After clean sheets and two wins in their last three games, Eden Hazard believes Chelsea’s so far disappointing season has turned a corner.
He has one simple message with Chelsea 12 points off the top four: “Our season starts now.”
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Below is the feature article on Hazard — Jose Mourinho told ProSoccerTalk that the Belgian played his best game of the season last week — from Chelsea’s magazine.
Moving in the right direction – By Chelsea Football Club
November produced plenty of positive signs as the Blues secured some confidence-boosting wins and Eden Hazard wants the improvement to continue
A rare break from midweek match action these past few days gave Eden Hazard the chance to reflect on recent results and consider today’s game, and our No10 is feeling optimistic about the signs of improvement since the last international break.
Hazard is cautious about talking our last three performances up too much, using phrases such as “step by step” and “bringing confidence back” as he discusses wins over Norwich and Maccabi Tel Aviv as well as the goalless draw at White Hart Lane last Sunday. However, he sees reasons to be hopeful about the direction the team is moving in.
“Things feel better,” he says. “It’s always good to win and, before the draw at Tottenham, we won two consecutive games, but when you play for Chelsea you have to win every game – we know that.
“I think everyone is happy now. We didn’t start the season very well, we know, but we need to keep getting one step better each game. Even though we didn’t win at Tottenham, we played a good game and we drew, so we still feel we have a good opportunity to continue bringing confidence back to the team.”
It is a pragmatic outlook and the facts back up Hazard’s assertion that the team has steadied its form over the past month: three wins from five games, plus an away point against one of our rivals, just two goals conceded (none in the last three matches) and seven goals scored at the other end. He even makes a point of referencing our sole defeat in November, stating the only thing our performance at Stoke lacked was the finishing touch.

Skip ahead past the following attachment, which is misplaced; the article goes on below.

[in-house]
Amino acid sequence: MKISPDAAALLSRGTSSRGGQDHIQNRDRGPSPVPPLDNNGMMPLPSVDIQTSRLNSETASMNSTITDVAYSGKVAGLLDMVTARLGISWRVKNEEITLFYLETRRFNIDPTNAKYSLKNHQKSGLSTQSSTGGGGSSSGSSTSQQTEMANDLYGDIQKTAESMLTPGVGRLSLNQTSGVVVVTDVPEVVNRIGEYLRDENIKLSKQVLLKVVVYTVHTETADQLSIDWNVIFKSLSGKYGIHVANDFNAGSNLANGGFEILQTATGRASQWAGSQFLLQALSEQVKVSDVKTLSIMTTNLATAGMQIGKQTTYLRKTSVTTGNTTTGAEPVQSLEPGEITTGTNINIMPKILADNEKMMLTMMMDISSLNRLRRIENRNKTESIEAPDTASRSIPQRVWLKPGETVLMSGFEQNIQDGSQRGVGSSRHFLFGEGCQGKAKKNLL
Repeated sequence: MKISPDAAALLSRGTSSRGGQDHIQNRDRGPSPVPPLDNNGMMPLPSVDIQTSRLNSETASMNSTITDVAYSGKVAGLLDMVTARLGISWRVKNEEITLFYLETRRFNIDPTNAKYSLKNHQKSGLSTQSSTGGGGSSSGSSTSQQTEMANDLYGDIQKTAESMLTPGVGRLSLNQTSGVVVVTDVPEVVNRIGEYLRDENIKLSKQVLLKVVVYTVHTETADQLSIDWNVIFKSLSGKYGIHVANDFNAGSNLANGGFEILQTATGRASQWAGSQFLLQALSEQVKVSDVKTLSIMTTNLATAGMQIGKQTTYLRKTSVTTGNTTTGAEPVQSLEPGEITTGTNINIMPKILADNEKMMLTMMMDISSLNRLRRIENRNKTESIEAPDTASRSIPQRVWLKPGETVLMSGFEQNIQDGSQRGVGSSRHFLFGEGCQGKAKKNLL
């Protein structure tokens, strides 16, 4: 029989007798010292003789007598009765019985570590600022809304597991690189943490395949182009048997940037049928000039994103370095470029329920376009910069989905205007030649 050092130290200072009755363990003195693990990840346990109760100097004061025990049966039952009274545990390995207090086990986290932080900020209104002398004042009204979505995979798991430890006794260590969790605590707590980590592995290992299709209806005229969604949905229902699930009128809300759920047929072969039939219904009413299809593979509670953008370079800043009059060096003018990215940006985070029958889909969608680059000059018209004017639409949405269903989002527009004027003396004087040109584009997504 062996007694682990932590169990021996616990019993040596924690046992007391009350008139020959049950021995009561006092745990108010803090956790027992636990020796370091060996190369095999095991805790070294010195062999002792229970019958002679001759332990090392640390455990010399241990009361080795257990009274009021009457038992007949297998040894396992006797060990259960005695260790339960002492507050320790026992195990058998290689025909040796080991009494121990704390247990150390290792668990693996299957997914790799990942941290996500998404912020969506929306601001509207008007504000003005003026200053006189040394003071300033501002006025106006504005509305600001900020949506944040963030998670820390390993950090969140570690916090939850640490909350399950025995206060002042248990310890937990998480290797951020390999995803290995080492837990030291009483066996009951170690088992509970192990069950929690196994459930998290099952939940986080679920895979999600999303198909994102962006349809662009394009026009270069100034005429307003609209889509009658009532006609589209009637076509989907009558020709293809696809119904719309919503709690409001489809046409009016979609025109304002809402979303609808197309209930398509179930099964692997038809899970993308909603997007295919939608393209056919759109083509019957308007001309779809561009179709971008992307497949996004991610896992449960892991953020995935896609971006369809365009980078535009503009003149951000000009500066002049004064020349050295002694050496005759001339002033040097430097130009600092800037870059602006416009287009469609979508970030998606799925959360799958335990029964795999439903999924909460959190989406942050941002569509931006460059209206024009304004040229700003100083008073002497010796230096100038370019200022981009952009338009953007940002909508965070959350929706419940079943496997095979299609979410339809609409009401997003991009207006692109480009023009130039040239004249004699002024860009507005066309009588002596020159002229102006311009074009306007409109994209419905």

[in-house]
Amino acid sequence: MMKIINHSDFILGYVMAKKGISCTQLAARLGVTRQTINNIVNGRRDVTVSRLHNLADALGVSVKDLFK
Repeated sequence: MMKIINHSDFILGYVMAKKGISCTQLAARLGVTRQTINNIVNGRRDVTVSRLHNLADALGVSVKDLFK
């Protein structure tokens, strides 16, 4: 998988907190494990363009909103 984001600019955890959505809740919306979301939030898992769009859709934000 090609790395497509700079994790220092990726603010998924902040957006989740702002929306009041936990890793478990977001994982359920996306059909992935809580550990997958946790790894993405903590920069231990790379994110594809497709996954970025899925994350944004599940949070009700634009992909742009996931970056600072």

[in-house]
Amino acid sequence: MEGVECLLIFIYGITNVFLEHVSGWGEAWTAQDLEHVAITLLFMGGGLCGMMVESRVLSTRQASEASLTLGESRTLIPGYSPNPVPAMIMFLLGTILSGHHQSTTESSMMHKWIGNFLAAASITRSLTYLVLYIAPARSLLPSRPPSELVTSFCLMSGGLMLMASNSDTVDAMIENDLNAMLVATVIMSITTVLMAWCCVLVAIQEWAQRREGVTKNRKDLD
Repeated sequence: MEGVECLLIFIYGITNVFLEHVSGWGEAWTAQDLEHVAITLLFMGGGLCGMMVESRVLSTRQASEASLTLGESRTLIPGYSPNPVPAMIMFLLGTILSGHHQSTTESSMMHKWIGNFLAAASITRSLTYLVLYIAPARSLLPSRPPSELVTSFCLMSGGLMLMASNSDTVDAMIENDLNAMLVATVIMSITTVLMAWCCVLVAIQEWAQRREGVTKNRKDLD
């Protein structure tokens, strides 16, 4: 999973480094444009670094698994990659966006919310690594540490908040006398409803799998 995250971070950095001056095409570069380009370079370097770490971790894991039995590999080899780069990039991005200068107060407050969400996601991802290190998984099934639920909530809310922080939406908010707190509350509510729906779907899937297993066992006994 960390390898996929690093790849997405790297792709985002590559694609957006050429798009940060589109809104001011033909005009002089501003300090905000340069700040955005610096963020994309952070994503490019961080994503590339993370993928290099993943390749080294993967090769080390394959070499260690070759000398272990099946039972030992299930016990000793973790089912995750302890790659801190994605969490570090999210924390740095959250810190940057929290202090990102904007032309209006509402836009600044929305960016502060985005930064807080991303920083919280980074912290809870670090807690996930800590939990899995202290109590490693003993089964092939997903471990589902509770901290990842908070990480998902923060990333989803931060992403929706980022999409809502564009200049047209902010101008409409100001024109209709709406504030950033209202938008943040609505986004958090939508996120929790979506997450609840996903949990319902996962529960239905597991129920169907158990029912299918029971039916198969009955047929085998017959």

“Our form has changed a little bit in the last three games, but I remember the game against Stoke, which we lost before the international break, and even though we played well we didn’t score,” he says.
“Against Maccabi, it was a different situation because after we scored one goal we were able to score more. I think we just need to win games now to bring the confidence back and this is what we did in two of our last three games.”
The comparison of the away games against Stoke and Maccabi is an intriguing one. One game ended in a frustrating defeat, while the other was a comprehensive 4-0 victory, yet Hazard believes the first goal was the key in both games. It didn’t arrive in Stoke, but who knows how many goals would have followed if we had taken an early chance at the Britannia Stadium?
It is a valid point. Chelsea had 19 attempts on goal at the Britannia Stadium, just two less than in the convincing win over Maccabi two weeks later. In fact, from open play, we managed to carve out more opportunities in the 1-0 defeat than we did in the 4-0 victory. In short, the result doesn’t tell the full story.